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The Roar


The only question A-League licence hopefuls need to answer

Most of our authors come straight from the crowd. (AAP Image/Dean Lewins)
Roar Pro
5th April, 2018
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There is only one thing a bidder needs to be in the running for an A-League expansion licence, and today I can present it to you.

I acknowledge that I am contributing to a massive problem on this website’s football tab by writing this article – that is, the same articles and topics being discussed on a regular basis on original topics such as ‘how the A-League can eclipse the AFL’ and of course anything to do with expansion.

But this is important. There is only one question that any bidder needs to answer in the race for a licence. If they can show that their answer to this question is better than the other bidders, then this bidder should be awarded a licence.

This has nothing to do with internal club politics, who owns the club or whether the bid is being bankrolled by some investor in China or the Middle East, although those things can help.

The question is: how do these clubs intend to build a fan-base, more specifically, if these clubs are bidding in places where there already is a licence, how do they intend to draw support in a saturated market?

While I acknowledge that this is an incredibly simple question, when you break it down, there are multiple possible answers.

Sydney FC fans Football A-League Grand Final 2017

(AAP Image/Dean Lewins)

We often hear that the supporters make the game. There is no denying it. If any of these clubs want to be successful, they have to draw supporters in.

This is a considerable problem in any sport when new teams are admitted into the competition. As football supporters there is one value above all else that we place an extremely high importance on: loyalty.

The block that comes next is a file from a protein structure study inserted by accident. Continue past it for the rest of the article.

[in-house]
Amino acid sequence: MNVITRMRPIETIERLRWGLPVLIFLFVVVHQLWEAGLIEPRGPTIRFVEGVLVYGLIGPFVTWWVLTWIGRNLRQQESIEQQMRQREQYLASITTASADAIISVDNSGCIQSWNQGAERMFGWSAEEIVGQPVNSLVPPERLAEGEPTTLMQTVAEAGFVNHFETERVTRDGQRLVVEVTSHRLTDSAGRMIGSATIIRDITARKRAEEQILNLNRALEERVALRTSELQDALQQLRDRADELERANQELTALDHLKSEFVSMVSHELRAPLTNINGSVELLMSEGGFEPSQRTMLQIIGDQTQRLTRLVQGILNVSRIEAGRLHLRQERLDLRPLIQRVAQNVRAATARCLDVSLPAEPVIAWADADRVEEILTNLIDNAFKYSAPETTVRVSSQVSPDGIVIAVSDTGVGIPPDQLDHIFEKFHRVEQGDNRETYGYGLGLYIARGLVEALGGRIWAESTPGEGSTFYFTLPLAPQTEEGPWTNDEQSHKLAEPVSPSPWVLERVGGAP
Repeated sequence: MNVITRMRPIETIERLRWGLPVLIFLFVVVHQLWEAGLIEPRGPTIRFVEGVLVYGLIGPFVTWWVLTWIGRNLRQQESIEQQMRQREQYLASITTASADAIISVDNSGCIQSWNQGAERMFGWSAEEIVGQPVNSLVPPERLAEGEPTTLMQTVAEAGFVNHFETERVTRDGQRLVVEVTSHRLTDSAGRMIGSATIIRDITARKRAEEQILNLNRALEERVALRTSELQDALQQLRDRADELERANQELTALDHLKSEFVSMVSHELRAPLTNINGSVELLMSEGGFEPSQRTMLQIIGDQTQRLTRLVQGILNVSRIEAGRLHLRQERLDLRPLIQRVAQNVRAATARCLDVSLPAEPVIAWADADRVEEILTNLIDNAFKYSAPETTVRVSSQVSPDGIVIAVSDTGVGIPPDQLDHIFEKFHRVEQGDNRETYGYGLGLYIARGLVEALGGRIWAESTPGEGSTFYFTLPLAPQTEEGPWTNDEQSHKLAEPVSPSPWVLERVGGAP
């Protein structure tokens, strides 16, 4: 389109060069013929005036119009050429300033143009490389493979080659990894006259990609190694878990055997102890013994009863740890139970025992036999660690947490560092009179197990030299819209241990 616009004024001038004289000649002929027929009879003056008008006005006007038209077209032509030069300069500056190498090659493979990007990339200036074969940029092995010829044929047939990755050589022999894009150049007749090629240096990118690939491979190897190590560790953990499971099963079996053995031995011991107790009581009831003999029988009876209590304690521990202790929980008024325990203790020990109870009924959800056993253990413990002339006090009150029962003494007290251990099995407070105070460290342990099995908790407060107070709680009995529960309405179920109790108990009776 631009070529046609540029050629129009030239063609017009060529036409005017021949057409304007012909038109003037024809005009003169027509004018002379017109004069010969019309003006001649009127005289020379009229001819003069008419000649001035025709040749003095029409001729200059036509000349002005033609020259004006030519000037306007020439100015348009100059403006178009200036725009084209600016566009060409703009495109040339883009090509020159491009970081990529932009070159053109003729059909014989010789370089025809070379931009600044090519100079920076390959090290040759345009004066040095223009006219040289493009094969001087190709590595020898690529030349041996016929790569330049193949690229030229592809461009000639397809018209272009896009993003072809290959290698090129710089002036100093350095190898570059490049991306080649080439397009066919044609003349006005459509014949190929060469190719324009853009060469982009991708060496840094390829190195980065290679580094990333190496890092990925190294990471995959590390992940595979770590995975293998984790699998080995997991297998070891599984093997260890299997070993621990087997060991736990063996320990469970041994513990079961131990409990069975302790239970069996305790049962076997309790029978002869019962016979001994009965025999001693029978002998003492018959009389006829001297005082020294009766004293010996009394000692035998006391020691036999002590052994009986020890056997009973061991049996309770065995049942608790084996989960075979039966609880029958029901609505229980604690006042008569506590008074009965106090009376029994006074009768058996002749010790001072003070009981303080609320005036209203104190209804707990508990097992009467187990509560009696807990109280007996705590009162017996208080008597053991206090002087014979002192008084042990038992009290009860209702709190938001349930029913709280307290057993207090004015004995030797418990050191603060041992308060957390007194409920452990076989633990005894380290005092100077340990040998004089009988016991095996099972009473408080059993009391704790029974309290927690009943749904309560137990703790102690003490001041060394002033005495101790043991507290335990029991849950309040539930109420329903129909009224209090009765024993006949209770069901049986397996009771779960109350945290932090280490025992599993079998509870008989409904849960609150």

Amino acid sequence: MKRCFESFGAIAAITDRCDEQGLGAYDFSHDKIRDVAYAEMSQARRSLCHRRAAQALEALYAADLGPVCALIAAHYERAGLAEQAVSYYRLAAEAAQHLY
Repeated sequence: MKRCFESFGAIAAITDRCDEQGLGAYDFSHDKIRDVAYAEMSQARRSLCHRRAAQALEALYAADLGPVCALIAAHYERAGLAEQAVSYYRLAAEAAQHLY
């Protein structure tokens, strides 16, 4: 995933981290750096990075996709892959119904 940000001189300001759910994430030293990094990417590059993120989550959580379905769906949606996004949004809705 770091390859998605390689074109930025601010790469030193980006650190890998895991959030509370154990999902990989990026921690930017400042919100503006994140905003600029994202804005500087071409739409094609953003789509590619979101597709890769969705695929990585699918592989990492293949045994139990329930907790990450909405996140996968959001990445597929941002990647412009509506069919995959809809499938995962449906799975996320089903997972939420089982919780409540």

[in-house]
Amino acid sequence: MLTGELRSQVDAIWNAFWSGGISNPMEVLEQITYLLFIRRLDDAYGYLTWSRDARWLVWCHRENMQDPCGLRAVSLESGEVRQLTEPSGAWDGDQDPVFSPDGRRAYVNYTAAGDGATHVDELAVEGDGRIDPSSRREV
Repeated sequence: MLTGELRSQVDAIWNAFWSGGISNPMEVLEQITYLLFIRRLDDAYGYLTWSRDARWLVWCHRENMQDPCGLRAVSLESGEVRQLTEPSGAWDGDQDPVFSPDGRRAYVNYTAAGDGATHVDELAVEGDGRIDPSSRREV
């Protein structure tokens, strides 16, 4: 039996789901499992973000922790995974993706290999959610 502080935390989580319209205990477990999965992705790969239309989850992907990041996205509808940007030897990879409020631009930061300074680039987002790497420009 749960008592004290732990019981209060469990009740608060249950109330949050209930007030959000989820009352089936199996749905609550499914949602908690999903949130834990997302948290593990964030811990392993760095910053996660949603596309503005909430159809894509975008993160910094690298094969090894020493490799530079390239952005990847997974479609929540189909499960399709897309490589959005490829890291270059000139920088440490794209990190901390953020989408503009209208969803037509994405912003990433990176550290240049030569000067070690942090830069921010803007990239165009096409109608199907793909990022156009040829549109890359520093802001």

So when two new teams are introduced into the A-League in October, why would anyone switch? There is nothing that football fans hate more than betrayal. We see this whenever a player leaves to join a club’s rivals, and it would make the supporters seem incredibly hypocritical if they did the same.

There are three main reasons someone would change sides.

The first is the promise of trophies. These people are your classic bandwagoners – the concept of loyalty is completely foreign to them. These are people who would change from supporting Melbourne Victory to following Melbourne City when they win the derby and then go back to Melbourne Victory. As supporters we heavily condemn this approach, but when you look at common reasons why people change their clubs, this is one of the top ones.

Brendan Hamill

(AAP Image/David Moir)

The second is the perceived lack of ownership of a club. As football fans we like to believe that we are the backbone of a club. We pay the tickets and merchandise, so we believe that we are owners of the club. When there is a significant disconnect between fans and board members, the fans’ enthusiasm for the club will diminish.

I spoke to a few Brisbane Roar fans on Expand the A-League‘s Facebook page about a second Brisbane side. Many of the fans were frustrated over the Bakrie Group’s mismanagement of the clubs funds, promising to invest millions into Brisbane Roar when the owners had been $9 billion in debt anyway. If a second Brisbane side was to be introduced, many of them would consider jumping ship.

However, it can be argued that there is a significant disconnect between the FFA and the fans anyway and that this is not a club-specific issue. While I acknowledge that the FFA’s management of the A-League is a significant contributor to this disconnect, the Western Sydney Wanderers of old had an excellent connection with their fan-base. From getting supporter groups to make decisions on club logos, philosophies and playing kits, the fans felt as if this club belonged to them. They felt supported by the club. It is only recently thanks to a few deluded individuals in the Red and Black Bloc that a disconnect is growing.

The third reason is perhaps the one that is most accepted by football fans: geographical location. The reason Western Sydney was a more successful club in terms of attendance when compared to Melbourne City is the fact that Western Sydney clearly established their region of dominance. This is later certified by their own stadium that is not shared by their state rivals, unlike City.


(AAP Image/Julian Smith)